Never mind that illegals are not “flooding over the border” (the rate of illegal immigration has decreased) or that the Honduran caravan mysteriously evaporated. Never mind that most illegal drugs enter the United States via ports or via vehicles that drive right through checkpoints. Never mind that 800,000 government workers are not collecting paychecks: sanctions are coming, alright, Mr. President: to your own federal employees.
Never mind that there remain 1,500 illegal immigrant children in detention camps. We’ve got our own American gulag.
Today is also the day a Democratic-majority House of Representatives gets sworn in, which means they can hold their breaths on Trump’s budget requests for a full two years. It’ll be ironic if the hill that Trump chooses to die on is actually the Rio Grande.
Oh, and wasn’t Mexico supposed to be paying for all of this?
4. Farewell, Mr. Funkhouser
Truly sobered and saddened by the passing of Bob Einstein, better known by his characters Super Dave Osborne and Marty Funkhouser, the latter on Curb Your Enthusiasm (until our dying day, we will remember the line, “The Funkhousers are with Cheryl…”). Einstein, 76, was the older brother of Albert Brooks who, yes, was born Albert Einstein.
In the late Eighties and early Nineties Super Dave was the perfect Letterman guest: a parody of someone who took himself seriously, which was the entire joke. On Curb he was the perfect foil for Larry. He will be missed.
5. Keeper Of The Flame
One of our cheap thrill is happening upon a film on TCM that we’d never heard of and then staring into the abyss, wondering aloud, “HOW HAVE WE NEVER HEARD OF THIS MOVIE?” The latest example is Keeper Of The Flame, a 1943 film starring Katharine Hepburn and Spencer Tracy (their second of nine films together). She plays the widow of a wealthy, nationally regarded civic leader who just died in a mysterious auto crash; he’s the veteran scribe come to write his biography.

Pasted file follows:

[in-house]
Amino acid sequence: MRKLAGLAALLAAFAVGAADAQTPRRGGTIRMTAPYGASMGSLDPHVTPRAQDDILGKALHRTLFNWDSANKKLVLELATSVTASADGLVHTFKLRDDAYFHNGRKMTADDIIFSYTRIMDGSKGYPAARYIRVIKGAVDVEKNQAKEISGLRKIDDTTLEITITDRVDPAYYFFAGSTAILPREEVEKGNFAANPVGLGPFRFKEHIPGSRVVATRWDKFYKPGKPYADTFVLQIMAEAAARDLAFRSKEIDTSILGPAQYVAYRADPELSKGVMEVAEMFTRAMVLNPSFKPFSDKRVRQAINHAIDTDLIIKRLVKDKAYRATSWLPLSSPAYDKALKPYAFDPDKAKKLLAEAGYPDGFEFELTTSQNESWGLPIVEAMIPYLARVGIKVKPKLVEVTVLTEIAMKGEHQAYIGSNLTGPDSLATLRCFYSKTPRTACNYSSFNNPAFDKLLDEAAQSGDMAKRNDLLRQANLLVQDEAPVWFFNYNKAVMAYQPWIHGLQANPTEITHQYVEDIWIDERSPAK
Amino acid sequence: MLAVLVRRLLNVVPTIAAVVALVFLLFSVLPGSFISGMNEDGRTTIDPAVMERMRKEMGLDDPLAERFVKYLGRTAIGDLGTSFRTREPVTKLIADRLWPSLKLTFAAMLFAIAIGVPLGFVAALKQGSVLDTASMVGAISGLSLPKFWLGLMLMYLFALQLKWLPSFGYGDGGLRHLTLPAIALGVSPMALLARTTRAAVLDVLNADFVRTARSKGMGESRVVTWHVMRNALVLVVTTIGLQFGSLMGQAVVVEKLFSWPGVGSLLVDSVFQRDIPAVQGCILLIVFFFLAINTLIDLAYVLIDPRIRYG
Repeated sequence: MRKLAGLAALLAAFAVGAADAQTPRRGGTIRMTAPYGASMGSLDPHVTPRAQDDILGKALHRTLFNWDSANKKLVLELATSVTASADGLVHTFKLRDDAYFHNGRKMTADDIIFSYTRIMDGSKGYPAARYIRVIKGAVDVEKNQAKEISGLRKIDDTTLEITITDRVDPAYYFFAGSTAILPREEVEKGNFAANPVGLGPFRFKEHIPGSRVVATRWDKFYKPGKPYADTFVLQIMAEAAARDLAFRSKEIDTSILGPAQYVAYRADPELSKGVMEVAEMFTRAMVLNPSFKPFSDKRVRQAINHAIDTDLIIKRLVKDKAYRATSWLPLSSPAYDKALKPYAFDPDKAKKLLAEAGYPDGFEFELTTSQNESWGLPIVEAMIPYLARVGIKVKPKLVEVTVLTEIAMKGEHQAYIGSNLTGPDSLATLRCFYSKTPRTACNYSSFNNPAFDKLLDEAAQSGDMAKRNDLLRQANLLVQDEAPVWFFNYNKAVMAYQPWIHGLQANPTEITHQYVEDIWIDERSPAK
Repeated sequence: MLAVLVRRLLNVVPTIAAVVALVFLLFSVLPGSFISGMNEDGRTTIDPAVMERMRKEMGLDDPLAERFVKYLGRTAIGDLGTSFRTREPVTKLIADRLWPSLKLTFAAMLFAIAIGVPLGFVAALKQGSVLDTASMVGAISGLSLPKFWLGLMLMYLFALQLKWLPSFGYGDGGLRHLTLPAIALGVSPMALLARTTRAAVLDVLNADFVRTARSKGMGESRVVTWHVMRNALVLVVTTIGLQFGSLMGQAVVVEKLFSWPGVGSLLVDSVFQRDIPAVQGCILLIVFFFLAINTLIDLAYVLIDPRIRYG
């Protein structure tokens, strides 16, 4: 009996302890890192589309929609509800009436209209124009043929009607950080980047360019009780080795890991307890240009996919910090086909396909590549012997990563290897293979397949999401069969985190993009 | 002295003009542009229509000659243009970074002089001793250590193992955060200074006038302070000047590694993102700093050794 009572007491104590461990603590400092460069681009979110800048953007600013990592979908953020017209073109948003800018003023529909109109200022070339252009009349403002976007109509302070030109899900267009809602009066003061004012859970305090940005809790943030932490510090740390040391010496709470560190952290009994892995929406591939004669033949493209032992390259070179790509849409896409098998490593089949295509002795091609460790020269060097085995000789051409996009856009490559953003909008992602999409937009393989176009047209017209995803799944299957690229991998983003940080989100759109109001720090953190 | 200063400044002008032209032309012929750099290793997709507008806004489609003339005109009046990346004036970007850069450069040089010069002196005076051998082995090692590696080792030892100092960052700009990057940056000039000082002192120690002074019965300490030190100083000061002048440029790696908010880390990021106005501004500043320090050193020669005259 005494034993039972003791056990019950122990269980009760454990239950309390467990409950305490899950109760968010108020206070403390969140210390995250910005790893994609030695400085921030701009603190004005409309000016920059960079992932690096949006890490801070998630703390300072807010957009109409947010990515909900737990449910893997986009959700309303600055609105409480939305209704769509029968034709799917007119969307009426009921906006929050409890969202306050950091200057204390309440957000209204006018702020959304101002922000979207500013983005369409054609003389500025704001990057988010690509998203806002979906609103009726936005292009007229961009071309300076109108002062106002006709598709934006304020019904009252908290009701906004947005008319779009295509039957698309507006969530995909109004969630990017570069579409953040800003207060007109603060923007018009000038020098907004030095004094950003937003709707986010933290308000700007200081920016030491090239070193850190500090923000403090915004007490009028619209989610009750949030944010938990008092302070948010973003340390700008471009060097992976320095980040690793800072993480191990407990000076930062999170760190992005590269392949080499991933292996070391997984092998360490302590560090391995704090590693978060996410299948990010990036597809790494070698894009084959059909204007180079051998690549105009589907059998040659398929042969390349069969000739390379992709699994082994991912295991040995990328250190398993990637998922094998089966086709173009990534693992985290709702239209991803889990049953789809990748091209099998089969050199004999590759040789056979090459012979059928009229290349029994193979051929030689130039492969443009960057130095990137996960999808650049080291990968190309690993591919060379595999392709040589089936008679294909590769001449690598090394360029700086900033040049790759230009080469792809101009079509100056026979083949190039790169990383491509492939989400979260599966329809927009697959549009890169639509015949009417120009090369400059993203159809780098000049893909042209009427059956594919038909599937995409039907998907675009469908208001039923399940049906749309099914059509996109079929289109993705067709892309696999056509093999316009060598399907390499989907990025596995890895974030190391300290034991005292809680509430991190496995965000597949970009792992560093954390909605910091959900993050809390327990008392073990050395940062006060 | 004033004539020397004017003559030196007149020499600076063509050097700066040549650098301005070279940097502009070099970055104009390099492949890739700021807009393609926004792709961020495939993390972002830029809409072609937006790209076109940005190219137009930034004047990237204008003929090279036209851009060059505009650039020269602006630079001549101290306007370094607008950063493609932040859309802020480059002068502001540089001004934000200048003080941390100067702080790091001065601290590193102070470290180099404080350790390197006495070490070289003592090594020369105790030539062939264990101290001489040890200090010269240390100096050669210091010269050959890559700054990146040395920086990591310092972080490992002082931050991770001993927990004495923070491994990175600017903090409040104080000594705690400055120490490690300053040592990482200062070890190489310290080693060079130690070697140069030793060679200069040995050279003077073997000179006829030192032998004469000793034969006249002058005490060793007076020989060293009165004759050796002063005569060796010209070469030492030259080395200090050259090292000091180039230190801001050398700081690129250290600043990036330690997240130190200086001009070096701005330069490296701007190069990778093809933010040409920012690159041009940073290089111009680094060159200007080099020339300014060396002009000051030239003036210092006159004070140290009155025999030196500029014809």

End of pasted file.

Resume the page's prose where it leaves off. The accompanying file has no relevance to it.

It’ not a comedy. In fact, we come to find out that this public hero actually had some very dark views about democracy and the masses. Watch this scene in which Hepburn finally reveals what her dead husband actually was about (remember, this came out in the midst of World War II) and see if it doesn’t remind you of anybody (or a small group).
On a lighter note, TCM host Ben Mankiewicz is feeling his comic oats of late as he settles more comfortably into the late Robert Osborne’s spot. Introducing Casablanca the other night, Mankiewicz said, “For those of you who don’t know the plot, it’s about a beach resort town and a shark that comes to terrorize it one summer.”
The other night, between two Burt Reynolds films, Mankiewicz noted, “He played football at Florida, or Florida State, one of those schools. It doesn’t make a difference.” Then he waited a beat, grinned, and said, “Just wanted to see if I could get a reaction out of you” and went on to note that Burt was a Seminole.
Last TCM note: In two different films in the last fortnight we noticed a striking brunette and only upon later research did we find it was the same actress. Whom we’d never heard of. Her name? Patricia Morison. Considering her features and the fact that we don’t understand how she did not become a bigger star, we’re dubbing her the Rena Sofer of her day.
Morison was born in 1915. She passed just last May.
Gotta Get Away
Don’t know much more about Wyatt Blair except that he’s 25ish and from Orange County, but we actually heard this tune during a film’s coming attractions and liked it. Very Sixties sunshine pop.
Liverpool at Manchester City
These are the Reds (17-3-0) Salah days, as striker Mo Salah is third in the Premier League in both goals and assists. With more than half the Premier League season completed, Liverpool, i.e. the Reds, have yet to lose a match as they visit Etihad Stadium, roughly an hour away. Man City (15-2-3) is in third place.